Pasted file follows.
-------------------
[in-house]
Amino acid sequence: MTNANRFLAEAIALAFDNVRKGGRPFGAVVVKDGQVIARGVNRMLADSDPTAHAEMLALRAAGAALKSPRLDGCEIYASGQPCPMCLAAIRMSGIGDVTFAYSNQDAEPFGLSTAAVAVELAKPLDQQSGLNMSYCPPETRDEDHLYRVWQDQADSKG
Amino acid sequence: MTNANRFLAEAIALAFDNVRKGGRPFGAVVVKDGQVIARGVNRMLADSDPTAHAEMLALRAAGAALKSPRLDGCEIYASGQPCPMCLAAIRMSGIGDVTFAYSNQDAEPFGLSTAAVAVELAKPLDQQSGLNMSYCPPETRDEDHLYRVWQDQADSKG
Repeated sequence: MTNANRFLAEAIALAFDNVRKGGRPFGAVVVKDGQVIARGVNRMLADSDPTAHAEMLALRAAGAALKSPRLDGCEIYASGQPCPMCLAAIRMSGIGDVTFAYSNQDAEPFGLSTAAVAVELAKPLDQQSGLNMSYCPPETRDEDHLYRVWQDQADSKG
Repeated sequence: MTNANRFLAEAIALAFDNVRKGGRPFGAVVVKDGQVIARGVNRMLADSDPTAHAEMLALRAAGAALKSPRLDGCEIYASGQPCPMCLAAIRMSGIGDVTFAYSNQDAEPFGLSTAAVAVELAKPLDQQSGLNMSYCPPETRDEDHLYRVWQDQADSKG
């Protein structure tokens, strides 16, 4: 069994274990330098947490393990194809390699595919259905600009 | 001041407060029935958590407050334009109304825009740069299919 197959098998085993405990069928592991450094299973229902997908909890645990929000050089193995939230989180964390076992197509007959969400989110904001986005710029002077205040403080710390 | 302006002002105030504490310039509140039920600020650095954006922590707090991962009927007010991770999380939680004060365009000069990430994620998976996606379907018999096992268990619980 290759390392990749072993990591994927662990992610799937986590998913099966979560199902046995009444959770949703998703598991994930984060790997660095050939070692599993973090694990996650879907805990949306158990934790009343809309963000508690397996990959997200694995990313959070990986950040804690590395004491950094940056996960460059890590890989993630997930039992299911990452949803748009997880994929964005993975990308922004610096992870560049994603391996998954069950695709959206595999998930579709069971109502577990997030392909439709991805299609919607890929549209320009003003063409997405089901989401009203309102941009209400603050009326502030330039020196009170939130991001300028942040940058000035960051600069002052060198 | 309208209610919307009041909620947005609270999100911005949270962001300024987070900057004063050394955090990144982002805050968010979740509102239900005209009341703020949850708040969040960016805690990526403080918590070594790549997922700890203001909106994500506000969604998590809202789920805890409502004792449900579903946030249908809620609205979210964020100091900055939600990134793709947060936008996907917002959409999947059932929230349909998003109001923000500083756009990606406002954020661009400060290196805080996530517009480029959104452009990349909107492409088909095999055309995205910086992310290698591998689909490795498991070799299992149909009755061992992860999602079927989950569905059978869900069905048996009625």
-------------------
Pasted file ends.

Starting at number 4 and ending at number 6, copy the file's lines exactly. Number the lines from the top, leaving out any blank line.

Repeated sequence: MTNANRFLAEAIALAFDNVRKGGRPFGAVVVKDGQVIARGVNRMLADSDPTAHAEMLALRAAGAALKSPRLDGCEIYASGQPCPMCLAAIRMSGIGDVTFAYSNQDAEPFGLSTAAVAVELAKPLDQQSGLNMSYCPPETRDEDHLYRVWQDQADSKG
Repeated sequence: MTNANRFLAEAIALAFDNVRKGGRPFGAVVVKDGQVIARGVNRMLADSDPTAHAEMLALRAAGAALKSPRLDGCEIYASGQPCPMCLAAIRMSGIGDVTFAYSNQDAEPFGLSTAAVAVELAKPLDQQSGLNMSYCPPETRDEDHLYRVWQDQADSKG
């Protein structure tokens, strides 16, 4: 069994274990330098947490393990194809390699595919259905600009 | 001041407060029935958590407050334009109304825009740069299919 197959098998085993405990069928592991450094299973229902997908909890645990929000050089193995939230989180964390076992197509007959969400989110904001986005710029002077205040403080710390 | 302006002002105030504490310039509140039920600020650095954006922590707090991962009927007010991770999380939680004060365009000069990430994620998976996606379907018999096992268990619980 290759390392990749072993990591994927662990992610799937986590998913099966979560199902046995009444959770949703998703598991994930984060790997660095050939070692599993973090694990996650879907805990949306158990934790009343809309963000508690397996990959997200694995990313959070990986950040804690590395004491950094940056996960460059890590890989993630997930039992299911990452949803748009997880994929964005993975990308922004610096992870560049994603391996998954069950695709959206595999998930579709069971109502577990997030392909439709991805299609919607890929549209320009003003063409997405089901989401009203309102941009209400603050009326502030330039020196009170939130991001300028942040940058000035960051600069002052060198 | 309208209610919307009041909620947005609270999100911005949270962001300024987070900057004063050394955090990144982002805050968010979740509102239900005209009341703020949850708040969040960016805690990526403080918590070594790549997922700890203001909106994500506000969604998590809202789920805890409502004792449900579903946030249908809620609205979210964020100091900055939600990134793709947060936008996907917002959409999947059932929230349909998003109001923000500083756009990606406002954020661009400060290196805080996530517009480029959104452009990349909107492409088909095999055309995205910086992310290698591998689909490795498991070799299992149909009755061992992860999602079927989950569905059978869900069905048996009625």